What To Do When Your Child is Getting Bullied
Your child comes home from school and you can see that he is distraught. “He’s getting bullied ,” is the first thing you think. So you approach him, heartbroken to see him so hurt. You start to ask him about it and he seems discouraged, and not interested in talking. They make fun of him at school.
You begin to resent the hallways and classrooms of the educational establishment. Those corners where children are destined to suffer through the worst cruelty. You can see the sadness in the angelic face of your child and it breaks your heart.
No matter your weight, height, gender, or ethnicity.. No one escapes this new form of violence. Now, you probably don’t know what to do. You are fraught with anxiety and asking yourself, “What can I do in this situation?” So pay close attention to this article.
If they make fun of him, show him that he is different and unique
If your child is the target of ruthless criticism, then focus on what the other kids are saying. Point out all of the things, aside from what they tease him about, that set him apart from the rest.
Of course, the qualities that make him different should never be framed in a negative way. He should accept himself just as he is, understanding that this is what makes him unique and special .
You can even remind him of all those people who still succeeded in different areas of life even though they possessed the same qualities he is being teased for. Admit that you also used to be bullied and tell him what you also had to endure.
Show him that he is not the only person who has gone through this. Also explain that people will always have something to say. That’s the way it is, even when no one asks for their opinions. People like to judge, even though they may not know that behind every person is their life story.
The wicked publicly scoff at good men, and secretly, they respect and envy them.
-Manuel Tamayo y Baus-
“In weakness I am made stronger,” should be the mantra that inspires your son to keep fighting. He shouldn’t allow himself to be brought down by abusive children whose actions clearly represent their own insecurities. These types of actions do nothing but expose the person’s own shortcomings.
What Your Child Should Do If He Is Teased
First, take the words used against him as a representation of who says them. He shouldn’t let things that other people say bother him. Ignore those with an inferiority complex who feel the need to put down others to feel superior.
“I’m rubber, you’re glue,” just as the children say. And, as they would say in Chile, “opinions abound in the mouths of fools.” As he continues on his path, life will take care of putting everyone in their place. That’s when he will be able to prove that nothing they have said has affected him, and what a great person he is.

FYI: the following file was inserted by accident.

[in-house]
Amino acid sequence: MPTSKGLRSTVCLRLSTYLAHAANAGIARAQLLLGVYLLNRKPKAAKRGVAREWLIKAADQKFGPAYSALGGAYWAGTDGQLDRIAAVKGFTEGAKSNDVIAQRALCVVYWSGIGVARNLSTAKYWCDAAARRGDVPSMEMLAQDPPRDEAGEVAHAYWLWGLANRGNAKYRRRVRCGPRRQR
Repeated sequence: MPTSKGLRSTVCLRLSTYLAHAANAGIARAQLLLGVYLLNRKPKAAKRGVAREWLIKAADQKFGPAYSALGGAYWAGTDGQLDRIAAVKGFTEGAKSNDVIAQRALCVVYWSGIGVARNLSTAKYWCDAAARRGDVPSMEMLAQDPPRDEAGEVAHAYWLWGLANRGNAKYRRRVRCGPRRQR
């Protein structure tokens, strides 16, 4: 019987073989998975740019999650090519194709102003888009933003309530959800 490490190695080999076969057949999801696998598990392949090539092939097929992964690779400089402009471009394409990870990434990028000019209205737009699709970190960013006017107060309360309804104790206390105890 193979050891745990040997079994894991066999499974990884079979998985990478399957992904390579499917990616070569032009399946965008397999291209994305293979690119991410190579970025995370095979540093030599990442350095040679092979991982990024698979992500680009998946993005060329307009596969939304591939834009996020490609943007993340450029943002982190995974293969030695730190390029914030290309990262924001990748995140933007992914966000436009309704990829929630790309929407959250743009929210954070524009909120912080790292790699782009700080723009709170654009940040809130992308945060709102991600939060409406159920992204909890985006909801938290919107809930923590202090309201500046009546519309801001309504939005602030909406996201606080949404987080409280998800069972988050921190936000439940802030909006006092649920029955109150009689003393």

Your child should never forget the fact that he is unique and special. Maybe does not look like everyone else, but that certainly does not mean that he is weird. No, not at all. Being different has never been a bad thing. On the contrary, he should always know that there is value in his uniqueness.
Encourage your child to be happy with who he is. With both flaws and virtues. To love himself, with total confidence. To accept himself. And to know that the good thing about being different, in body, mind, soul and spirit, is that you think and work differently. What is the best thing that your child can do when he is teased?
There’s no better answer than to smile. Believe us, it will only wipe the grin off of his bully’s face. The person who was just laughing at your child’s tears, not only will not know what to do, but they will also feel small and inferior when they see that their toxicity is not affecting him. Just laugh, and be happy. This is the worst thing you could do to a toxic person.
Mockery is an instrument used every day by the ignorant and self-conscious to make themselves feel superior.
All cited sources were thoroughly reviewed by our team to ensure their quality, reliability, currency, and validity. The bibliography of this article was considered reliable and of academic or scientific accuracy.
- Albornoz, N., Silva, N., & López, M. (2015). Escuchando a los niños: Significados sobre aprendizaje y participación como ejes centrales de los procesos de inclusión educativa en un estudio en escuelas públicas en Chile. Estudios Pedagógicos (Valdivia), 41(ESPECIAL), 81-96. https://scielo.conicyt.cl/scielo.php?pid=S0718-07052015000300006&script=sci_arttext
- Castillo Quiñonez, G. G. (2015). Promover los valores sociales y familiares para evitar las burlas y el índice de malas palabras dentro del salón de clases en los niños de 4 a 5 años de la escuela Dr. Otto Arosemena Gómez año lectivo 2014-2015(Bachelor’s thesis, Universidad de Guayaquil Facultad de Filosofía, Letras y Ciencias de la Educación). http://repositorio.ug.edu.ec/handle/redug/13219
- Loredo-Abdalá, A., Perea-Martínez, A., & López-Navarrete, G. E. (2008). “Bullying”: acoso escolar. La violencia entre iguales. Problemática real en adolescentes. Acta pediátrica de México, 29(4), 210-214. https://www.medigraphic.com/cgi-bin/new/resumen.cgi?IDARTICULO=19590
- Reynolds, C., & Richmond, B. (1997). Escala de ansiedad manifiesta en niños (revisada). CMAS-R. Manual. México: El Manual Moderno.